29th April 2022
Tax can be a challenging topic for any business leader. However, for those managing recruitment consultancies, the subject can be particularly complex – especially when independent contractors or cross-border contracts are thrown into the mix.
Staffing firms operating internationally must not only keep abreast of HMRC’s latest guidance but also navigate the rapidly evolving international tax system. We have previously written about how global tax reform – designed to stem tax competition arising from the digitisation of the economy – is impacting organisations across the globe, but the pace of change is accelerating rapidly.
Increasing scrutiny across the tax landscape is making compliance more important than ever. Here are some of the latest incoming international tax changes and news you need to know about now.
Economists urge G20 to crack down on oligarchs’ wealth
Following sanctions imposed on wealthy Russians after the invasion of Ukraine, pressure is mounting on the G20 to abolish tax havens permanently. The Independent Commission for the Reform of International Corporate Taxation (ICRICT) has called on G20 finance ministers before this year’s summit, urging them to implement a global register to link assets, companies, and structures to their owners so they no longer ‘deprive countries of what they owed’. The organisation’s open letter read: “The war in Ukraine shows that we need to tackle tax havens head-on now, by implementing transparency measures as a matter of urgency. It is about targeting all oligarchs, and all forms of wealth hidden from the tax authorities and the public in general and hidden in jurisdictions with high levels of financial opacity”. Progress in linking wealth to its real owners had been made in recent years, including the automatic exchange of financial account information, and the introduction of national registries of beneficial ownership. However, it seems inevitable that countries will continue to work ever more closely together to ensure that every nation receives the tax revenues it is owed.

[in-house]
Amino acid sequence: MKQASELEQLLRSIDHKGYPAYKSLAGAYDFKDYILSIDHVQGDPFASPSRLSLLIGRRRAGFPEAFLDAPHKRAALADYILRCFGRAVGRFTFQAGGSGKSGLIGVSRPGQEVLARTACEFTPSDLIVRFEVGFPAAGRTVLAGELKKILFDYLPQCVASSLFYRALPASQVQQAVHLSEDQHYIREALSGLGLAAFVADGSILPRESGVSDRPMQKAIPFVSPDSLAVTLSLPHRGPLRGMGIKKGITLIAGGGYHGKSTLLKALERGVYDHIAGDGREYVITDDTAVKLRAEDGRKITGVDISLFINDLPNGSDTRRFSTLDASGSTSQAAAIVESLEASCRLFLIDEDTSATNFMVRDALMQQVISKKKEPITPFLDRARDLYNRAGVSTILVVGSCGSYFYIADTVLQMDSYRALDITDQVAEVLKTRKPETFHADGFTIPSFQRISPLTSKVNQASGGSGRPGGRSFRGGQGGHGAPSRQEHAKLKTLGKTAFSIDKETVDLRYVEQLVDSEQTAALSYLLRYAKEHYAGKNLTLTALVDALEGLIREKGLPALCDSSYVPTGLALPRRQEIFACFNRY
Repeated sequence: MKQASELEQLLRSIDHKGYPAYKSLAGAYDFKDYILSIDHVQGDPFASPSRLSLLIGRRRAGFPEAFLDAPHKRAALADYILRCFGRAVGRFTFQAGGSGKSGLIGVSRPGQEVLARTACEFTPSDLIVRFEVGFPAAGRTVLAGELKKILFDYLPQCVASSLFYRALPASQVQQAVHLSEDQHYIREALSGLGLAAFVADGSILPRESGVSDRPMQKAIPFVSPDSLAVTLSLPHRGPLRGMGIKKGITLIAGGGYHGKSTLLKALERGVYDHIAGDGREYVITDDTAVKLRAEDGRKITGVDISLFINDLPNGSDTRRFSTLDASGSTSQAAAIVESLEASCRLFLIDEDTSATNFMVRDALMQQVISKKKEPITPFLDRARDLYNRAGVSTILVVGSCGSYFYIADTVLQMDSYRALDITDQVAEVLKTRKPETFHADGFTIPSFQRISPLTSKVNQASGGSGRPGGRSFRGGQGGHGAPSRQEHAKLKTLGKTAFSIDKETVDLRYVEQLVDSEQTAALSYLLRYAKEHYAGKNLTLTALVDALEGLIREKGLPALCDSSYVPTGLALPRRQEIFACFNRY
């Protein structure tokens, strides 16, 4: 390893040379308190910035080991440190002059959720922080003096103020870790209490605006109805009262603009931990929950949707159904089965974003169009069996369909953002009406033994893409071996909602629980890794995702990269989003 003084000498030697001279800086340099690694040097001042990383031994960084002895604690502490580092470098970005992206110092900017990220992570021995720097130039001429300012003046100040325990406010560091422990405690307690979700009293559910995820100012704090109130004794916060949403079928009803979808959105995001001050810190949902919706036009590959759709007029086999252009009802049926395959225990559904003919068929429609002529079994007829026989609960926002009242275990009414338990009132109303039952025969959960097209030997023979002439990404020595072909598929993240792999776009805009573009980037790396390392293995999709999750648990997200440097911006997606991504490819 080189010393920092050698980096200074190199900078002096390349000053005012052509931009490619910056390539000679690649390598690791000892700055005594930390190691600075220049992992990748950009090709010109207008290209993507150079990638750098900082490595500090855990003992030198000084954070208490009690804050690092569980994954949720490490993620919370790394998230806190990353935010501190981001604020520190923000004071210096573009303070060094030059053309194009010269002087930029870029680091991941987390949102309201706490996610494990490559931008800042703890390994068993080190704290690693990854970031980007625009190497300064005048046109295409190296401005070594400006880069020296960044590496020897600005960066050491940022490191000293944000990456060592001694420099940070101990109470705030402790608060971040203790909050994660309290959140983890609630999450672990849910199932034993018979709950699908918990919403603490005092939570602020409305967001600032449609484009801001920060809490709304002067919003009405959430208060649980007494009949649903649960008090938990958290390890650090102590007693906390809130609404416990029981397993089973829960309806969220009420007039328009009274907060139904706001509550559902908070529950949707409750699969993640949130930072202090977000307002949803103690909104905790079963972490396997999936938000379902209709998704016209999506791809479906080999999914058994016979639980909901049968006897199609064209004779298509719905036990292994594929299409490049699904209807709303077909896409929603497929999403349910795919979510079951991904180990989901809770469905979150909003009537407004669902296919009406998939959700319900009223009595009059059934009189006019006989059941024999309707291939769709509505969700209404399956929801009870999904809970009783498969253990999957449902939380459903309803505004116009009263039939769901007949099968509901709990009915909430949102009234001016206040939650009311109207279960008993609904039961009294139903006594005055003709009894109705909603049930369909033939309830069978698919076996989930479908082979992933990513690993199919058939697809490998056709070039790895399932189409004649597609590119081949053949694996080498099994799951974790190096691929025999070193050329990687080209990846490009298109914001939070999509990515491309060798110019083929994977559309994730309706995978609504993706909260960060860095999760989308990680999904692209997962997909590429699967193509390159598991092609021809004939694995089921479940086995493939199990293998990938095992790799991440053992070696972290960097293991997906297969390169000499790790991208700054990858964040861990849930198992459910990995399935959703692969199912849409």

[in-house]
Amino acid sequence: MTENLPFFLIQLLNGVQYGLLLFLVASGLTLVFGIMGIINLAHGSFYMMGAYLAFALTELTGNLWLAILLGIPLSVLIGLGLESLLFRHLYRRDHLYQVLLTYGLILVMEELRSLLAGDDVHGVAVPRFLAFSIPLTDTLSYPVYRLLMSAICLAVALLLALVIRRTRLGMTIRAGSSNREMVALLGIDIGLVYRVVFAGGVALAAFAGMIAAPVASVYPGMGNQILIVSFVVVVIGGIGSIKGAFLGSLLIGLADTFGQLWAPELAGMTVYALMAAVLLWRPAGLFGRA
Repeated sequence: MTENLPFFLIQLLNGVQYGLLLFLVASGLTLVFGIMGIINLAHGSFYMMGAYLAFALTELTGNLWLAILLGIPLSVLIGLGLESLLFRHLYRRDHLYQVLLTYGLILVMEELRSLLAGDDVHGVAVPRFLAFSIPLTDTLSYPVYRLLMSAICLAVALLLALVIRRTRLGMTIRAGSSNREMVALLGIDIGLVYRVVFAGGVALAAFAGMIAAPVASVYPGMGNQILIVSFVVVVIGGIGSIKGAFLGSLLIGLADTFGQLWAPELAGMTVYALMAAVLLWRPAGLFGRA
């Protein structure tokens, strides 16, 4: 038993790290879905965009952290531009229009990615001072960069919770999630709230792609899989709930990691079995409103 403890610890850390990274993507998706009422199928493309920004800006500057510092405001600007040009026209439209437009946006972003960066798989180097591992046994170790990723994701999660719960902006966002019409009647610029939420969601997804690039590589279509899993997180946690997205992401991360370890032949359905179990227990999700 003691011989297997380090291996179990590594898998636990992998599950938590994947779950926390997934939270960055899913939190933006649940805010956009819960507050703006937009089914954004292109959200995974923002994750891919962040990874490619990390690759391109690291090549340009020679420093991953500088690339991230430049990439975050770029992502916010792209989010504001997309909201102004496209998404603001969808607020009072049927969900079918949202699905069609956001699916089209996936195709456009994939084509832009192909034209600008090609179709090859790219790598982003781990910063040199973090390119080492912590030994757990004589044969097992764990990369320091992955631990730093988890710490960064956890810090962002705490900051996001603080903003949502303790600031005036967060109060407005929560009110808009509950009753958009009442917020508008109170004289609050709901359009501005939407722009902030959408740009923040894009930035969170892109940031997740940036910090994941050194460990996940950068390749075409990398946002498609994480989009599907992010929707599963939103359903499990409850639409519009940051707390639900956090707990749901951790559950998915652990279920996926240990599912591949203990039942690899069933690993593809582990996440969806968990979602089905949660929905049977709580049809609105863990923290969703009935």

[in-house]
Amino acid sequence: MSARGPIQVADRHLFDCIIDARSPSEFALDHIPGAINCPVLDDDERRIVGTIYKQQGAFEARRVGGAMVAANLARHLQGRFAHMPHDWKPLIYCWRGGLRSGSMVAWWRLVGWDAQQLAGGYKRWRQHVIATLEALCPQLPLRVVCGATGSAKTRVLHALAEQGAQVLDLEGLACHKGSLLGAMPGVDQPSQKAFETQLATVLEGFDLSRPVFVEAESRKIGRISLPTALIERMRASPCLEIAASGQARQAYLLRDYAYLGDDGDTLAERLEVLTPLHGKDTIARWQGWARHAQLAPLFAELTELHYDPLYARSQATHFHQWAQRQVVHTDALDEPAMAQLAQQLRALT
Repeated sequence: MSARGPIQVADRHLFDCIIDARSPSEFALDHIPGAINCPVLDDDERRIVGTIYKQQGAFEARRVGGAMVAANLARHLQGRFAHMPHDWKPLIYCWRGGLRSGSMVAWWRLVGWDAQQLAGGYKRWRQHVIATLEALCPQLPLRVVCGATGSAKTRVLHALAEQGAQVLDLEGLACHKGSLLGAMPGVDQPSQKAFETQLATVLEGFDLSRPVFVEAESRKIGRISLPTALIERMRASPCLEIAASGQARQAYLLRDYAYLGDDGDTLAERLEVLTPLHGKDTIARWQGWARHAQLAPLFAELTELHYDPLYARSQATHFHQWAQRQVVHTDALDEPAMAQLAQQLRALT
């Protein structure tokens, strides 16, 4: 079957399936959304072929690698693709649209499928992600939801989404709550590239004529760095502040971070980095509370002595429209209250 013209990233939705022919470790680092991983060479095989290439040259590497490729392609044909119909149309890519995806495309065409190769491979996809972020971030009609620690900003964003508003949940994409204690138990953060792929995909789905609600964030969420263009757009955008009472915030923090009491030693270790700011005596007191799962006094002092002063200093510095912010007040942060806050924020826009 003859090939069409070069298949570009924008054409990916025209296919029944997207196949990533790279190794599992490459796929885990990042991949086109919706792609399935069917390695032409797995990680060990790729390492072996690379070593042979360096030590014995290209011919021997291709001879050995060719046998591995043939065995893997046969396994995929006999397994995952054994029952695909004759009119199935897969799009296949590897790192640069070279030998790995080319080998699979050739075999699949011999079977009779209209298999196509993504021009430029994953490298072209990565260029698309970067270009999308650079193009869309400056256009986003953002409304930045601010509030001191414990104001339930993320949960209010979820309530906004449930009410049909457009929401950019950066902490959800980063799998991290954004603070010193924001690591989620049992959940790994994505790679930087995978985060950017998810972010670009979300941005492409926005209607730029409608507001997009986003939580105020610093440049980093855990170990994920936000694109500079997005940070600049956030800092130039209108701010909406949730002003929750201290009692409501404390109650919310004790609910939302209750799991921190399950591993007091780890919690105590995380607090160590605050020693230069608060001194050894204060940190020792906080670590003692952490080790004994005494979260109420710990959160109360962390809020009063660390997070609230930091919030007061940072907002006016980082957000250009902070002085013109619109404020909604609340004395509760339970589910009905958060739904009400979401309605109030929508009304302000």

France’s ‘McKinsey affair’
Even the largest multinationals are not immune to controversy surrounding tax international law. In France, global firms including McKinsey are currently under fire for allegedly swerving local tax legislation while also receiving public funds. Senators in the country have singled out the US-based consultancy giant McKinsey, which it said did not pay corporation tax over 10 years despite declaring sales of €329m in France. The Senate report alleged that McKinsey used a system of “tax optimisation” through its Delaware-based parent company. McKinsey responded with a statement saying it “respects French tax rules that apply to it” and defended its work in France. The firm said it had paid €422m in taxes and social charges locally. An investigation had been launched into alleged “money laundering aggravated by tax fraud”. Prosecutors did not name any specific company but said they would investigate tax practices by management consultancy firms as a whole. The so-called ‘McKinsey affair’ is further complicated by the fact that the French government spent 894 million euros on private consultants – including McKinsey – last year. Cases such as this should serve as a reminder to all business leaders that compliance is crucial to avoid not only reputational damage but also potentially legal action.